Why Dutch coach abandoned winning goalkeeper strategy in World Cup semifinal loss

Cody Brunner
Yahoo SportsJuly 10, 2014

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SAO PAULO – With the Netherlands-Argentina semifinal heading into a penalty shootout here Wednesday, Tim Krul's mug flashed on the Jumbotron.

The backup goalkeeper's image immediately sent the crowd into a fever pitch as the Dutch (and Brazilian) fans thought it meant Krul would be subbing into the game to be their savior once again.

It was a cruel trick. The option wasn't even there.

A visibly fatigued Netherlands team couldn't keep pace in extra time and coach Louis van Gaal had to burn his third and last substitution in the 96th minute as striker Robin van Persie simply didn't have anything left in the tank. The resulting effect: Starting goalkeeper Jasper Cillessen remained on the field for the shootout, and the Argentines beat the Dutch 4-2 on penalties after a scoreless 120 minutes.

''The issue in a championship like this one is that you score one more goal than your opponent, which we didn't do,'' van Gaal said.

[Related: Argentina win shootout after first ever scoreless World Cup semifinal]

Krul was famously the hero of the Netherlands' quarterfinal win against Costa Rica on Saturday after van Gaal shrewdly devised a plan to sub him in just before the shootout. The strategy worked perfectly, and most assumed that'd be the plan moving forward: If the Netherlands pushed into a penalty-kick situation to decide the game, the shot-stopping specialist would be the man to get it done.

Jasper Cillessen looks back after Argentina's Maxi Rodriguez scored the winning penalty kick. (AP)
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Jasper Cillessen looks back after Argentina's Maxi Rodriguez scored the winning penalty kick. (AP)

But with his first two substitutions burned on tactical moves and with an exhausted striker in extra time, van Gaal didn't have any choice but to use his last sub.

The coach offered little in the way of excuses after the match, reasoning that he made all of his substitutions according to how the game was playing out. Nor did he seem to have any regrets.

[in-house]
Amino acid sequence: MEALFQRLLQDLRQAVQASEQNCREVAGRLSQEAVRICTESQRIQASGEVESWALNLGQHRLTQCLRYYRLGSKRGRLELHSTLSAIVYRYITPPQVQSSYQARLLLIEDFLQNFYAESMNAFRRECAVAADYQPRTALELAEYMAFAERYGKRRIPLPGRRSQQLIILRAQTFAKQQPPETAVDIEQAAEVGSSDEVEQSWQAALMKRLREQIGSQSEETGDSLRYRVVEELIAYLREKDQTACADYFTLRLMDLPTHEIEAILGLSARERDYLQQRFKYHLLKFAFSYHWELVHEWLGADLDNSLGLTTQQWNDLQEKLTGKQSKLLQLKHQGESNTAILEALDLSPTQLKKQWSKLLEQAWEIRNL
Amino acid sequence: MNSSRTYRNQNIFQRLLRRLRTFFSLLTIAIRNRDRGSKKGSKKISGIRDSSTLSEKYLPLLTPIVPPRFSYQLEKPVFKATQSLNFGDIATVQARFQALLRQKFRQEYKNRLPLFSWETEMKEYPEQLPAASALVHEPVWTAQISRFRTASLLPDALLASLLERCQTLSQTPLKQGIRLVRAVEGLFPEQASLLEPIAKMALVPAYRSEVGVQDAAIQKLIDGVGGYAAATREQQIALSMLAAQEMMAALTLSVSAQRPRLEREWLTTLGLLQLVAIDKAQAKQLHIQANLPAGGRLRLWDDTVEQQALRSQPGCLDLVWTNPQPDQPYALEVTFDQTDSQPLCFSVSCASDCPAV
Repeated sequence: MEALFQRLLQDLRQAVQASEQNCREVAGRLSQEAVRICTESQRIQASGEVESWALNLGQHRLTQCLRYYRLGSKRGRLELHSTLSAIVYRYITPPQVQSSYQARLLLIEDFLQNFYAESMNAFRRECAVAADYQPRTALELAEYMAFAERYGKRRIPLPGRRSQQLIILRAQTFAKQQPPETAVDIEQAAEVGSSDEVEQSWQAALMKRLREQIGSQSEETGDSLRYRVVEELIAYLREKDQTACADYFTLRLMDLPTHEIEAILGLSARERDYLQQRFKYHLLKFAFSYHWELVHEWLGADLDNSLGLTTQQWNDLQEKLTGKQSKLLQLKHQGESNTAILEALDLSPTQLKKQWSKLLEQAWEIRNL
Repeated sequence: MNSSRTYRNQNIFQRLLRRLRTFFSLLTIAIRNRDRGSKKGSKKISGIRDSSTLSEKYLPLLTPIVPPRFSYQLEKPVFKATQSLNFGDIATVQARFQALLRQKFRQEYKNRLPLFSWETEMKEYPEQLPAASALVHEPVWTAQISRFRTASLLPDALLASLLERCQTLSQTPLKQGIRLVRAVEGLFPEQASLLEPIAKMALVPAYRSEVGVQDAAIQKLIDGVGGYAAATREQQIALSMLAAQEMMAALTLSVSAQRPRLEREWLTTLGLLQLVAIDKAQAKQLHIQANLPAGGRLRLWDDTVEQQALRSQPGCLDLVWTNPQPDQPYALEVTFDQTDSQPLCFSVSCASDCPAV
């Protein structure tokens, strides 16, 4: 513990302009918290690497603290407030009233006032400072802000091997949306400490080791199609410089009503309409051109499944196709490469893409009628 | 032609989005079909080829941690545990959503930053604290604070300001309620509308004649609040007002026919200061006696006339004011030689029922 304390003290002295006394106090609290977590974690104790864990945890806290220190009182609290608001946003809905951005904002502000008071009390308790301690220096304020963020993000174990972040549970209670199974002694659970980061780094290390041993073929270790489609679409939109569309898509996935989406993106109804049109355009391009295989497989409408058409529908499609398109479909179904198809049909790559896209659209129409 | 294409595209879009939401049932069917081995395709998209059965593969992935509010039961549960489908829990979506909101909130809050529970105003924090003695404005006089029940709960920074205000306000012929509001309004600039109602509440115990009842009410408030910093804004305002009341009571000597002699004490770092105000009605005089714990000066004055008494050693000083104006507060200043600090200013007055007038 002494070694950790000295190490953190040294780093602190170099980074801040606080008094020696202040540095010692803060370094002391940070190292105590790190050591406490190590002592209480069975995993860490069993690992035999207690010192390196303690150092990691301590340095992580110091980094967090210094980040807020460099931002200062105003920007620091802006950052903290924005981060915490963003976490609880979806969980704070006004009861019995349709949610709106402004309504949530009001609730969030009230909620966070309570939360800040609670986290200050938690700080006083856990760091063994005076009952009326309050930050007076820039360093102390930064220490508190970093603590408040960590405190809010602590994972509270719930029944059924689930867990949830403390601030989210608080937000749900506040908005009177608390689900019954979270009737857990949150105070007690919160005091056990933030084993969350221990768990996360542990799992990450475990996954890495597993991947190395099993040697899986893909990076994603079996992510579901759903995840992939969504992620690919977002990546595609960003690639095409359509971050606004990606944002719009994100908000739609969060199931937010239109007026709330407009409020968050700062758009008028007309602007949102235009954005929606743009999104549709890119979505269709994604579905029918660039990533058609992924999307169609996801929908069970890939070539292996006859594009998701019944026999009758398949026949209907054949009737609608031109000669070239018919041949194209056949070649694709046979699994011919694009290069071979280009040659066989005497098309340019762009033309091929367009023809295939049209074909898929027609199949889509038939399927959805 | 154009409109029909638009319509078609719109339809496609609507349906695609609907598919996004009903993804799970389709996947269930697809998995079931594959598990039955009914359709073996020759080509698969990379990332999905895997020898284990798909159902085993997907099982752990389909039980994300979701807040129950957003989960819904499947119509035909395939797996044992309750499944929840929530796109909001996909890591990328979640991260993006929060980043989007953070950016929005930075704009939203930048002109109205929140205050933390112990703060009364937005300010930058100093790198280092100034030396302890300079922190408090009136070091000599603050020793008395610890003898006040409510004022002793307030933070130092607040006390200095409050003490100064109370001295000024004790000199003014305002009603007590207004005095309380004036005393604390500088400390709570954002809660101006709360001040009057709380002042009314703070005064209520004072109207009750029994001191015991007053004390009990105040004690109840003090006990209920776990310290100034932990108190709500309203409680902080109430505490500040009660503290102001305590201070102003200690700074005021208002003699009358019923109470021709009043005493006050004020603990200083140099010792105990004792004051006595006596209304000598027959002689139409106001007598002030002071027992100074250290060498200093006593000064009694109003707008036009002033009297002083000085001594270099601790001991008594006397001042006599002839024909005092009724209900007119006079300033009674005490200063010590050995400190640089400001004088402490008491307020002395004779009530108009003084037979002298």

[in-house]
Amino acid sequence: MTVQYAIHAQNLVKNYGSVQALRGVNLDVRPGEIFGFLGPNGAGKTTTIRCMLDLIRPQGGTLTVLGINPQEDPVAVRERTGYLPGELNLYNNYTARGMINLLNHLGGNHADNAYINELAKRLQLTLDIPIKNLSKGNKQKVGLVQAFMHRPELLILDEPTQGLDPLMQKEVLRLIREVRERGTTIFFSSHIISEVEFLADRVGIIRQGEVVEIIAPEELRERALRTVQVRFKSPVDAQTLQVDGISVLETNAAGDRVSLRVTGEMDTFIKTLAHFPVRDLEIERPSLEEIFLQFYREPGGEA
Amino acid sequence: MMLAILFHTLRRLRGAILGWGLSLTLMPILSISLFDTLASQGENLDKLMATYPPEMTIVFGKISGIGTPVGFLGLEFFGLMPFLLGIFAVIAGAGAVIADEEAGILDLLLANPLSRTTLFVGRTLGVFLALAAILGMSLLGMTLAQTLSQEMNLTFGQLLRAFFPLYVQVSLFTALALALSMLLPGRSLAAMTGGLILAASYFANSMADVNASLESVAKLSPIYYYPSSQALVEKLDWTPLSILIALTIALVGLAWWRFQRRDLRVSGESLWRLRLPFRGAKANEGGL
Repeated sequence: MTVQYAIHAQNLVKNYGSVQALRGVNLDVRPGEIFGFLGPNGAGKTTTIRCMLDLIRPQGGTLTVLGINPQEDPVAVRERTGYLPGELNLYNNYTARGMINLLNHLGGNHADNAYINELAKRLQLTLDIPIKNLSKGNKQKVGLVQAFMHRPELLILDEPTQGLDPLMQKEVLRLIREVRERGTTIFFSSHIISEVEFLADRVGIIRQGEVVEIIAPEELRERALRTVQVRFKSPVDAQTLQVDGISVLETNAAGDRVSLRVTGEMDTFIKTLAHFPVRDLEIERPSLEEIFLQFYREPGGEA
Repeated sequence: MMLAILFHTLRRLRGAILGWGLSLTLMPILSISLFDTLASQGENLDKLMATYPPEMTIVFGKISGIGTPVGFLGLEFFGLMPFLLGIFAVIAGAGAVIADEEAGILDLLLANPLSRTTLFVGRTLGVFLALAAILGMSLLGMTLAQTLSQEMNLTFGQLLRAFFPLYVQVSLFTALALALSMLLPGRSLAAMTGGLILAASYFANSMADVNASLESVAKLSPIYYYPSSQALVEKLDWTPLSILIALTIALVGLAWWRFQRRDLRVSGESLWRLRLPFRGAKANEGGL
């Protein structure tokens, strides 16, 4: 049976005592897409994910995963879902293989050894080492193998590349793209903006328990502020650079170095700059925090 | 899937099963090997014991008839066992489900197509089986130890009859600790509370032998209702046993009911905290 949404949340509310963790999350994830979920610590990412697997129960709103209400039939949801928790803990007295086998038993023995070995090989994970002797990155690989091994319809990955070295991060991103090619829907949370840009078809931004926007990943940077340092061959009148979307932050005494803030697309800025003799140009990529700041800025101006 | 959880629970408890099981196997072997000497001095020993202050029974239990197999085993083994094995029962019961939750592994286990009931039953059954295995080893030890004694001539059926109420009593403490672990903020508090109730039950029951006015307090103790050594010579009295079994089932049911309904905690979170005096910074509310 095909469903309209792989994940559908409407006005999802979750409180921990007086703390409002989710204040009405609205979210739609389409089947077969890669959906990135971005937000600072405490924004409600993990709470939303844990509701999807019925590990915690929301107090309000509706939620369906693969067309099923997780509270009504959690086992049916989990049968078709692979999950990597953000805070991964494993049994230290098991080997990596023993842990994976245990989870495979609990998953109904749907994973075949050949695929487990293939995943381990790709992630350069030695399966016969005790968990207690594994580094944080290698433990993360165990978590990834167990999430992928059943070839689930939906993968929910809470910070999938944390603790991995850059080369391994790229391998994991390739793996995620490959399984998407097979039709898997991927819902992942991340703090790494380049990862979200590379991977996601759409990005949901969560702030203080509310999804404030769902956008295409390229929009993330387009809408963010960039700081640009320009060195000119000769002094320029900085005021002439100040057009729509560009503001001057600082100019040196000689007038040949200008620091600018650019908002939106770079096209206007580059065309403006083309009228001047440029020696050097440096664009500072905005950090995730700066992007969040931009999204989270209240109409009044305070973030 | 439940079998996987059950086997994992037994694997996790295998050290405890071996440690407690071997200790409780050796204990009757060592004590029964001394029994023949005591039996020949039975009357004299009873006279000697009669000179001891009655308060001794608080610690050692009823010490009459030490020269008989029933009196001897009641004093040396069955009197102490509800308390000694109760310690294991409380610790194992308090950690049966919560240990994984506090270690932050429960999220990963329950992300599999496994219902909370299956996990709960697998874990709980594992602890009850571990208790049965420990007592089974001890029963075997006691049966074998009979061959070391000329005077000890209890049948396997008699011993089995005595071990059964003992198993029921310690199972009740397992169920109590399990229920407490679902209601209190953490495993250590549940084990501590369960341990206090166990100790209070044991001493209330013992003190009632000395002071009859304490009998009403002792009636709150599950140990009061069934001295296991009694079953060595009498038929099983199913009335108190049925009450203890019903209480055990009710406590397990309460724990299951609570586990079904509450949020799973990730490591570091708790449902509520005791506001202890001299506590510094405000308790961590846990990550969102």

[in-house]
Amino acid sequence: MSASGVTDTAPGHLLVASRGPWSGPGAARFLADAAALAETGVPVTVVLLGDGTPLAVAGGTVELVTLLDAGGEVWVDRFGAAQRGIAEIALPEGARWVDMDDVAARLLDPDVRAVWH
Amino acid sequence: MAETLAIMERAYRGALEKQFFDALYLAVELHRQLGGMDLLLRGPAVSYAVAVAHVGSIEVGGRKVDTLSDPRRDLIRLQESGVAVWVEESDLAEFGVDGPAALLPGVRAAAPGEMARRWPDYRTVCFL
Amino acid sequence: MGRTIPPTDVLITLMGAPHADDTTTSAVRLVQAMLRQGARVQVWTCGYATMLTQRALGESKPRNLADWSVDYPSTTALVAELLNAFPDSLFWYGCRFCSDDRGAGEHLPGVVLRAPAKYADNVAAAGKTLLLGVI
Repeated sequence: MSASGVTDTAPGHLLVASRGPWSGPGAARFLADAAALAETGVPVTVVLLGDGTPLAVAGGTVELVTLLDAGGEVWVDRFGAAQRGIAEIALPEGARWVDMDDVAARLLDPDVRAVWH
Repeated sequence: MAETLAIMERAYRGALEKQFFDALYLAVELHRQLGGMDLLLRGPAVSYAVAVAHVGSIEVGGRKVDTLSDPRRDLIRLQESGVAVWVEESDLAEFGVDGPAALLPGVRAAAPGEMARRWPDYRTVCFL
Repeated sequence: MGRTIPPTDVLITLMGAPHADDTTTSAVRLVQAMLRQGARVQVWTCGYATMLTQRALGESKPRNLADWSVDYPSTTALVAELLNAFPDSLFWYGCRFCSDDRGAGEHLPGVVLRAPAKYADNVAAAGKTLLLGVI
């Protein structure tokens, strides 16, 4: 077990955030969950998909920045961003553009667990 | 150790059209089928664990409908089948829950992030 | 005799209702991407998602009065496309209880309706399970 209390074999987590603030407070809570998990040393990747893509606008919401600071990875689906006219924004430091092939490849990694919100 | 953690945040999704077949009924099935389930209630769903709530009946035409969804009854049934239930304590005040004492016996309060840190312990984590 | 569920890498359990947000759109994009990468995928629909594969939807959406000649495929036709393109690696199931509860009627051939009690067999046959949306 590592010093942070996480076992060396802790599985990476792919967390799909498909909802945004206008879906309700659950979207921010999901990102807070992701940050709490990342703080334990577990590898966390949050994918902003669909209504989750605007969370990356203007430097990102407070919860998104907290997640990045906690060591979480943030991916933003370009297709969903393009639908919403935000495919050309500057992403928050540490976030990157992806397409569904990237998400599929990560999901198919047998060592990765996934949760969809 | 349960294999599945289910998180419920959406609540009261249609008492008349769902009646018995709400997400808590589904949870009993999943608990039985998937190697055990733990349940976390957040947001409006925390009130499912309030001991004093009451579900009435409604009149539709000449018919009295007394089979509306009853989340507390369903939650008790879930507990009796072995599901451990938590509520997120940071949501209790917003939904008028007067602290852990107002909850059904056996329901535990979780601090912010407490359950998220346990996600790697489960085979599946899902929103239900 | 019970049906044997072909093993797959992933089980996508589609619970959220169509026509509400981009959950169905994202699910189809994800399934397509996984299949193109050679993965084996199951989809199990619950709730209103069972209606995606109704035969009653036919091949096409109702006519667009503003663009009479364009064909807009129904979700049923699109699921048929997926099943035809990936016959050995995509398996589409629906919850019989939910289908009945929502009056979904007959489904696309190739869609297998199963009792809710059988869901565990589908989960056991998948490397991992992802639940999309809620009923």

"I subbed in [Daryl] Janmaat for [Bruno Martins] Indi because of Indi's yellow card and because he was often slow or too late – too much space was created because of him," van Gaal said. "I subbed out [Nigel] de Jong because I didn't want to risk him getting injured and also because [Jordy] Clasie can play forward much better than him. I substituted van Persie because he was exhausted."

He continued: "Argentina is a top country with top players, but we didn't lose to them. Penalties are always just a matter of luck."

Luck may play a part, but skill and mental acuity factor in as well, and Cillessen had plenty of reason to doubt himself heading into Wednesday's penalty shootout.

Playing a starting goalkeeper in a shootout obviously isn't a damning scenario. It's what happens 99 percent of the time. But Krul's substitution in the quarterfinal against Costa Rica made the Netherlands' goalkeeping situation exponentially more complicated.

Strategically speaking, it was probably the right choice. At 6-foot-3 and with a lot of range, Krul's specialty is stopping shots from the spot. He showed how good he was on Saturday against the Costa Ricans, stopping two of the five penalties taken to advance his team to the next round of the World Cup.

Tim Krul (right) was the hero for the Netherlands in the quarterfinals. (AP)
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Tim Krul (right) was the hero for the Netherlands in the quarterfinals. (AP)

But the switch also appeared to have a mental effect on Cillessen.

[Gallery: World Cup semifinal - Netherlands vs. Argentina]

On Sunday, the starting goalkeeper had said he was "angry" that his coach had taken him out just before the penalty shootout – something that was pretty evident in the moment on Saturday, as well, when the 25-year-old kicked water bottles in a tantrum on his way off the field.

"I wanted to play," Cillessen said in a news conference on Sunday. "But the coach made the decision. And that was better for the team."

The two goalkeepers were supportive of one another, with Krul even going so far as to say there was "no jealousy" within the group. At the same time, it was revealed Sunday that van Gaal and goalkeeper coach Frans Hoek had planned the strategy all along and clued in Krul just to have him mentally ready if the Costa Rica match went to a shootout. They also told him not to tell Cillessen.

Between the tactical switch and the secrecy behind it, it'd be easy to understand if Cillessen wasn't perfect mentally when Lionel Messi and Co. were lining up against him with a trip to the final on the line.

All the more reason to save a substitute and stick with the tried and true, right? Van Gaal always has his prerogatives though, and at the end of the day, the Netherlands had a chance to make the final in a penalty shootout.

But whether another late substitution of Krul would've been the difference in the Dutch playing on Sunday in the final instead of Saturday in the third-place game, we'll never know.